The tall ship Elissa was built in 1877 and calls Galveston home, but she was built in Aberdeen, Scotland. She is one of only three ships of her kind in the world to still actively sail.
The tall ship Elissa was built in 1877 and calls Galveston home, but she was built in Aberdeen, Scotland. She is one of only three ships of her kind in the world to still actively sail.
Photo courtesy of Galveston Historical Foundation and Tall Ships America

Galveston Hosts Tall Ships, Nautical Tattoos and Crazy Mustaches this April

The Gulf Coast is going to see a lot of action this April, with the Tall Ships Challenge® 2018 Series kicking off in Galveston before racing to Pensacola and doubling back for a big New Orleans finish.

It's an immersive experience with plenty of bells and whistles, including sailing trips on some of the visiting ships and land-based activities like a nautical themed tattoo competition (family friendly, please), Elmo Zumwalt's 57th Sailor Chin Harvest (for those sporting brag-worthy beards and mustaches), and the Pickled Brothers Circus.

The Lynx is fairly new — built in 2001 — but she was inspired by The Privateer Lynx, a historic ship that served during the War of 1812.
The Lynx is fairly new — built in 2001 — but she was inspired by The Privateer Lynx, a historic ship that served during the War of 1812.
Photo courtesy of Galveston Historical Foundation and Tall Ships America

"The Parade of Sail is the kickoff of the weekend, a way to tie in the other side of Galveston," says Will Wright, director of communications and special events for the Galveston Historical Foundation, which is co-presenting the Tall Ships Challenge along with Tall Ships America. "The rest of the festival is on the north side of the harbor; this involves the Seawall. They’ll be traveling with sails down from East Beach to 35th then turning around and heading back."

The Oosterschelde is as much fun to say as it is to watch. The three-masted topsail schooner was built in Rotterdam, Netherlands, in 1918 and has been spotted off the coast of Morocco.
The Oosterschelde is as much fun to say as it is to watch. The three-masted topsail schooner was built in Rotterdam, Netherlands, in 1918 and has been spotted off the coast of Morocco.
Photo by Arthur op Zee, courtesy of Galveston Historical Foundation and Tall Ships America

Wright says the April 5 Parade of Sail is open to the public and they're inviting ships and boats to join in, but advance coordination with the parade marshal is requested. Wright says they've even received word that a group of boats is sailing over from Lake Charles, Louisiana. We're digging all the watch parties that have been set up at some of our favorite haunts: Beerfoot Brewery, Hotel Galvez & Spa, Rumors Beach Bar, Hemingway's and others.

This steel behemoth still has that new boat smell, built in 2015 in Canada and Rhode Island. She is named after U.S. Navy Commodore Oliver Hazard Perry, who led our country's first naval victory over the British during the War of 1812.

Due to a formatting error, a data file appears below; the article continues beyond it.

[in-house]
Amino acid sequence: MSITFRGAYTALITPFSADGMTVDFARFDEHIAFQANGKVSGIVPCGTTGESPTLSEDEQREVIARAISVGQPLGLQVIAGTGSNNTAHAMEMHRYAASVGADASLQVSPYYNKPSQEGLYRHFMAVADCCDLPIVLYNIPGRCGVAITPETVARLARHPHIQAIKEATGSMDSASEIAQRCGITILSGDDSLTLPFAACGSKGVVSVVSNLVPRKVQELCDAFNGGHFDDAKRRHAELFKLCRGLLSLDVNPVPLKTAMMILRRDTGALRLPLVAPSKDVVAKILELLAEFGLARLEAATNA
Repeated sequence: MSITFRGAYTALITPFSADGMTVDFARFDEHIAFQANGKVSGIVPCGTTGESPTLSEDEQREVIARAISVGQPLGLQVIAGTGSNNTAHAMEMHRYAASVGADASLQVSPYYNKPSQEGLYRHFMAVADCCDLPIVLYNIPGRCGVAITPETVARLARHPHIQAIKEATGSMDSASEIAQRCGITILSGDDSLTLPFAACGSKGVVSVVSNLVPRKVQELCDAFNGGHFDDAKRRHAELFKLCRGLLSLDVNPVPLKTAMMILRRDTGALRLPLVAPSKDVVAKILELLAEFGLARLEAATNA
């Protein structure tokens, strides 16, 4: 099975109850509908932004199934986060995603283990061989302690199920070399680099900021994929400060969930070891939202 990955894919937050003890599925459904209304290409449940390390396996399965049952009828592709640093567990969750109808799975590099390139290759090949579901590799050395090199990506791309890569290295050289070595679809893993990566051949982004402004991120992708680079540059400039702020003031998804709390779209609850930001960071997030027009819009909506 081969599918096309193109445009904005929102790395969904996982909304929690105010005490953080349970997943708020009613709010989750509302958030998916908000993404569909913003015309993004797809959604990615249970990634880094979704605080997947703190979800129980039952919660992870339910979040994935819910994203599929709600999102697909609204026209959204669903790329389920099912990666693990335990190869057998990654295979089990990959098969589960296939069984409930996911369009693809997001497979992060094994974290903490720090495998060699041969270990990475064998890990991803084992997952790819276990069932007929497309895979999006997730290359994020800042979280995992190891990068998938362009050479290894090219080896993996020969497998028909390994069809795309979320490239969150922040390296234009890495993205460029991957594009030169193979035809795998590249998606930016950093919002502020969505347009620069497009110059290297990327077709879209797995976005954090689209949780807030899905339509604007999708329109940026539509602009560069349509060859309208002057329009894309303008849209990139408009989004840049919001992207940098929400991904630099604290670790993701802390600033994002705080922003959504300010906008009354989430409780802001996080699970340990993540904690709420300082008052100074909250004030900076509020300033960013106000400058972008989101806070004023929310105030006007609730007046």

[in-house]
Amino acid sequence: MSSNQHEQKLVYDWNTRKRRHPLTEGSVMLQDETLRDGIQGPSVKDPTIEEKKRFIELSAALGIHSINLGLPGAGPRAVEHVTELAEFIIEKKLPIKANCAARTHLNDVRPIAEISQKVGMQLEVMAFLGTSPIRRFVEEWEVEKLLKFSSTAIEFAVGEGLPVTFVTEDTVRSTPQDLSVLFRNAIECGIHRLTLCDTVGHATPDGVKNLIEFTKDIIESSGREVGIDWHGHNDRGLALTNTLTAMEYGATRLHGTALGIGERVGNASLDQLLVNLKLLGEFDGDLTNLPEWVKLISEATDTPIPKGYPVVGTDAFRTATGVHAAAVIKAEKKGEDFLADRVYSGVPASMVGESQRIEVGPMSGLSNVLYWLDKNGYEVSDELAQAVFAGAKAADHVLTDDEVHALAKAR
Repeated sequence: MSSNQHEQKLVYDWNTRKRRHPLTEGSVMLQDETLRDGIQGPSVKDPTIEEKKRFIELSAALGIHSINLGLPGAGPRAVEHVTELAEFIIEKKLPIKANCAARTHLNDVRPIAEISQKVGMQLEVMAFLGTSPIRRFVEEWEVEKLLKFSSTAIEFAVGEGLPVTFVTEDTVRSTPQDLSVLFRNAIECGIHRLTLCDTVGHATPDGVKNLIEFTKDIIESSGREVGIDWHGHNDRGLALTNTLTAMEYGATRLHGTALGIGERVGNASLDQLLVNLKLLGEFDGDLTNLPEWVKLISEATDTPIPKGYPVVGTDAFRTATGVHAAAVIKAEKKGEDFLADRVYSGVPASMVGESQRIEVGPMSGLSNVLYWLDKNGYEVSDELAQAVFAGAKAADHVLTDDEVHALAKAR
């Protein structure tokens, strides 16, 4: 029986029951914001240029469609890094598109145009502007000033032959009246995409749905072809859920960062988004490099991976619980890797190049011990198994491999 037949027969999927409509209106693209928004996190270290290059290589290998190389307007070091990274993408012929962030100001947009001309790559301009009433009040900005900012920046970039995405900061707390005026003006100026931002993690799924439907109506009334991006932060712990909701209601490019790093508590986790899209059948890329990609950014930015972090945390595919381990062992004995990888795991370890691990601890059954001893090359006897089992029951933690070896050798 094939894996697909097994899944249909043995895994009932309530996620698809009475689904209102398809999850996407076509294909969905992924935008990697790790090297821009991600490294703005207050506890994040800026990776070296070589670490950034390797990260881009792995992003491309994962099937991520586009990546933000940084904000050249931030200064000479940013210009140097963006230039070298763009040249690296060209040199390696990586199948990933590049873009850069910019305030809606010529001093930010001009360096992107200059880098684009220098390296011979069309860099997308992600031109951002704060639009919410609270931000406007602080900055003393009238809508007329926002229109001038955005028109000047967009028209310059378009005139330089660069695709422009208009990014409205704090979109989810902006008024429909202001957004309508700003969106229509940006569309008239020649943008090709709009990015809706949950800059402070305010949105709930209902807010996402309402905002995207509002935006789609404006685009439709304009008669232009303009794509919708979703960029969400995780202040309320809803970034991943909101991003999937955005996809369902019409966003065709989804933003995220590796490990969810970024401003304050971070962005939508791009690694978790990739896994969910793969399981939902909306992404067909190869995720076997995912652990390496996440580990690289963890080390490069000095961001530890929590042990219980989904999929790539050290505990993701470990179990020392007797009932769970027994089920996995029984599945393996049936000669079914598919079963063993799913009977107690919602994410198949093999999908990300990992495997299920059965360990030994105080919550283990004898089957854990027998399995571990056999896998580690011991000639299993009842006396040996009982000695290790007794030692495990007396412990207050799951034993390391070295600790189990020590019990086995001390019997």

This steel behemoth still has that new boat smell, built in 2015 in Canada and Rhode Island. She is named after U.S. Navy Commodore Oliver Hazard Perry, who led our country's first naval victory over the British during the War of 1812.
Photo by Jess Kaelblein, courtesy of Galveston Historical Foundation and Tall Ships America

The crews on ocean-going vessels often eat like kings — it's a way to keep workers happy when they're cut off from ordinary temptations — and so we're looking forward to the Tall Ships Top Chef Competition.

"Top Chef will feature four chefs from four of the ships," says Wright. It's being held at Saengerfest Park (2300 Strand); on April 6 they're doing appetizers and eliminating one chef, April 7 brings the entree round with another elimination and the final two go head-to-head on April 8 with the dessert round. "Each day is a different mystery ingredient. Local celebrity chefs and food critics do the judging," says Wright. "These chefs definitely know what they're doing."

Dubbed "The Liberator of Norway," Picton Castle was built in 1928 in Wales, United Kingdom, and is on its seventh world circumnavigation voyage.
Dubbed "The Liberator of Norway," Picton Castle was built in 1928 in Wales, United Kingdom, and is on its seventh world circumnavigation voyage.
Photo by Sail On Board, courtesy of Galveston Historical Foundation and Tall Ships America

The festival grounds include three stages, with magicians, jugglers and variety acts scheduled between musical entertainment. For those wanting to take a day sailing trip, Wright suggests signing up ahead of time. "We’re expecting a really large turnout for this. It’s not uncommon for these types of festivals to garner 75,000 or more. I would say that if people are coming down to see the ships, get into the festival for one ticket, or into the festival and onboard for another ticket," says Wright. "Get there early; the lines can be longer later in the day."

General George S. Patton's schooner, the When and If, was built in 1939 in Wiscasset, Maine.
General George S. Patton's schooner, the When and If, was built in 1939 in Wiscasset, Maine.
Photo by When and If, courtesy of Galveston Historical Foundation and Tall Ships America

Houstonians worried about drinking and driving can check out the lodging section of the website; the Galveston Historical Foundation seems to have thought of everything.

Tall Ships Challenge® Gulf Coast 2018 Series docks in Galveston April 5-8, continuing in Pensacola April 12-15 and finishing in New Orleans April 19-22. The festival runs from 10 a.m. to 9 p.m. April 6-8, with ship tours available 10 a.m. to 5 p.m., Pier 20-22 and Harborside, Galveston harbor, galvestonhistory.org/events/tall-ships-galveston-2, free to $20.

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